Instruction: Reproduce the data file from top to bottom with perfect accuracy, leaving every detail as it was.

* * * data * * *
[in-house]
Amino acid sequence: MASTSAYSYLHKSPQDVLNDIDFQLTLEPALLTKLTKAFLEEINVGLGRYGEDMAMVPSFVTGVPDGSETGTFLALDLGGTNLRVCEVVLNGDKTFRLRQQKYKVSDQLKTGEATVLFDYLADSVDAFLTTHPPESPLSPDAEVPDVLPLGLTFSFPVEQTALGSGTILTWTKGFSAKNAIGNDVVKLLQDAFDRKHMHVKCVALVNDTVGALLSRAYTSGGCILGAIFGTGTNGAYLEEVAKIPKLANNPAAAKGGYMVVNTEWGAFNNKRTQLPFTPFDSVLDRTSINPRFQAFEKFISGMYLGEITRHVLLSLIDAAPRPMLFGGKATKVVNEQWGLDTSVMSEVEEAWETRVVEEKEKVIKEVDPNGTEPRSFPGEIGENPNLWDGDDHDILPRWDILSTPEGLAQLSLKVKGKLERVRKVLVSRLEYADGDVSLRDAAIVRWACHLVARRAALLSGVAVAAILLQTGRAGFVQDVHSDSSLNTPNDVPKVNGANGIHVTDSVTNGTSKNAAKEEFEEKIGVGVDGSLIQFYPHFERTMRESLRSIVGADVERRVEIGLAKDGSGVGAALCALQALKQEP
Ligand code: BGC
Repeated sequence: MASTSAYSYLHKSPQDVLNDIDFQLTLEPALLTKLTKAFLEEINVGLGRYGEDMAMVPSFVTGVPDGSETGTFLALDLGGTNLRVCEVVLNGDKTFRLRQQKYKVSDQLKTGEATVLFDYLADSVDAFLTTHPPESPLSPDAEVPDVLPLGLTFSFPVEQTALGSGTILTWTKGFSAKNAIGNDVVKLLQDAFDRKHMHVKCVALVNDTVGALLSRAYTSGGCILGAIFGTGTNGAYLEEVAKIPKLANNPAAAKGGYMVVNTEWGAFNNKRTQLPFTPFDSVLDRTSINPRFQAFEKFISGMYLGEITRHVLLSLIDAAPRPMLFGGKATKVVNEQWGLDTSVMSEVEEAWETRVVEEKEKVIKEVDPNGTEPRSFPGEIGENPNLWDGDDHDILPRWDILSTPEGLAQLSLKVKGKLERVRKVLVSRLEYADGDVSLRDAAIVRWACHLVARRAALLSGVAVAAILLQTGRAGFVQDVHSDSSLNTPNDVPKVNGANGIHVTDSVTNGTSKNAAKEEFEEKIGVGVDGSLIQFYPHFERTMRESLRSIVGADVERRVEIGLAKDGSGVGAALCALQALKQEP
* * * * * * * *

[in-house]
Amino acid sequence: MASTSAYSYLHKSPQDVLNDIDFQLTLEPALLTKLTKAFLEEINVGLGRYGEDMAMVPSFVTGVPDGSETGTFLALDLGGTNLRVCEVVLNGDKTFRLRQQKYKVSDQLKTGEATVLFDYLADSVDAFLTTHPPESPLSPDAEVPDVLPLGLTFSFPVEQTALGSGTILTWTKGFSAKNAIGNDVVKLLQDAFDRKHMHVKCVALVNDTVGALLSRAYTSGGCILGAIFGTGTNGAYLEEVAKIPKLANNPAAAKGGYMVVNTEWGAFNNKRTQLPFTPFDSVLDRTSINPRFQAFEKFISGMYLGEITRHVLLSLIDAAPRPMLFGGKATKVVNEQWGLDTSVMSEVEEAWETRVVEEKEKVIKEVDPNGTEPRSFPGEIGENPNLWDGDDHDILPRWDILSTPEGLAQLSLKVKGKLERVRKVLVSRLEYADGDVSLRDAAIVRWACHLVARRAALLSGVAVAAILLQTGRAGFVQDVHSDSSLNTPNDVPKVNGANGIHVTDSVTNGTSKNAAKEEFEEKIGVGVDGSLIQFYPHFERTMRESLRSIVGADVERRVEIGLAKDGSGVGAALCALQALKQEP
Ligand code: BGC
Repeated sequence: MASTSAYSYLHKSPQDVLNDIDFQLTLEPALLTKLTKAFLEEINVGLGRYGEDMAMVPSFVTGVPDGSETGTFLALDLGGTNLRVCEVVLNGDKTFRLRQQKYKVSDQLKTGEATVLFDYLADSVDAFLTTHPPESPLSPDAEVPDVLPLGLTFSFPVEQTALGSGTILTWTKGFSAKNAIGNDVVKLLQDAFDRKHMHVKCVALVNDTVGALLSRAYTSGGCILGAIFGTGTNGAYLEEVAKIPKLANNPAAAKGGYMVVNTEWGAFNNKRTQLPFTPFDSVLDRTSINPRFQAFEKFISGMYLGEITRHVLLSLIDAAPRPMLFGGKATKVVNEQWGLDTSVMSEVEEAWETRVVEEKEKVIKEVDPNGTEPRSFPGEIGENPNLWDGDDHDILPRWDILSTPEGLAQLSLKVKGKLERVRKVLVSRLEYADGDVSLRDAAIVRWACHLVARRAALLSGVAVAAILLQTGRAGFVQDVHSDSSLNTPNDVPKVNGANGIHVTDSVTNGTSKNAAKEEFEEKIGVGVDGSLIQFYPHFERTMRESLRSIVGADVERRVEIGLAKDGSGVGAALCALQALKQEP